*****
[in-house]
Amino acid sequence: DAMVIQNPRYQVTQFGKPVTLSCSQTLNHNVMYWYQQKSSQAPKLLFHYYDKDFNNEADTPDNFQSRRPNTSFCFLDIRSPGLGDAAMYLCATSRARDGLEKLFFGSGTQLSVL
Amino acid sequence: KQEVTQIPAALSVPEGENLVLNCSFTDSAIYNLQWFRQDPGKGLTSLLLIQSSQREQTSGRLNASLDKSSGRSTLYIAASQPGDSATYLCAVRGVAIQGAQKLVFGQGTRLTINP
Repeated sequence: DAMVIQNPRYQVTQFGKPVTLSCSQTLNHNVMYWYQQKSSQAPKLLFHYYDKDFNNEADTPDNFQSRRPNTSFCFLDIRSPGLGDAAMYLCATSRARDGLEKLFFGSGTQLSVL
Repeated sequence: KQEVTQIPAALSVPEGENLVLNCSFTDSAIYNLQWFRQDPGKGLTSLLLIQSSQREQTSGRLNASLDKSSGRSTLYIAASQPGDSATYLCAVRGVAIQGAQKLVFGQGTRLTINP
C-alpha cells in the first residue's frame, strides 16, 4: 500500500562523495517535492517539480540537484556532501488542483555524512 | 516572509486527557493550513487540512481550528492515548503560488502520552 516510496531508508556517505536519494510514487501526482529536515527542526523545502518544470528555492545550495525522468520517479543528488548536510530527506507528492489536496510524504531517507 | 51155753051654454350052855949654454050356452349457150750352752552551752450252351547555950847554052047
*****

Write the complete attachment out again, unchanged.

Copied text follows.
[in-house]
Amino acid sequence: DAMVIQNPRYQVTQFGKPVTLSCSQTLNHNVMYWYQQKSSQAPKLLFHYYDKDFNNEADTPDNFQSRRPNTSFCFLDIRSPGLGDAAMYLCATSRARDGLEKLFFGSGTQLSVL
Amino acid sequence: KQEVTQIPAALSVPEGENLVLNCSFTDSAIYNLQWFRQDPGKGLTSLLLIQSSQREQTSGRLNASLDKSSGRSTLYIAASQPGDSATYLCAVRGVAIQGAQKLVFGQGTRLTINP
Repeated sequence: DAMVIQNPRYQVTQFGKPVTLSCSQTLNHNVMYWYQQKSSQAPKLLFHYYDKDFNNEADTPDNFQSRRPNTSFCFLDIRSPGLGDAAMYLCATSRARDGLEKLFFGSGTQLSVL
Repeated sequence: KQEVTQIPAALSVPEGENLVLNCSFTDSAIYNLQWFRQDPGKGLTSLLLIQSSQREQTSGRLNASLDKSSGRSTLYIAASQPGDSATYLCAVRGVAIQGAQKLVFGQGTRLTINP
C-alpha cells in the first residue's frame, strides 16, 4: 500500500562523495517535492517539480540537484556532501488542483555524512 | 516572509486527557493550513487540512481550528492515548503560488502520552 516510496531508508556517505536519494510514487501526482529536515527542526523545502518544470528555492545550495525522468520517479543528488548536510530527506507528492489536496510524504531517507 | 51155753051654454350052855949654454050356452349457150750352752552551752450252351547555950847554052047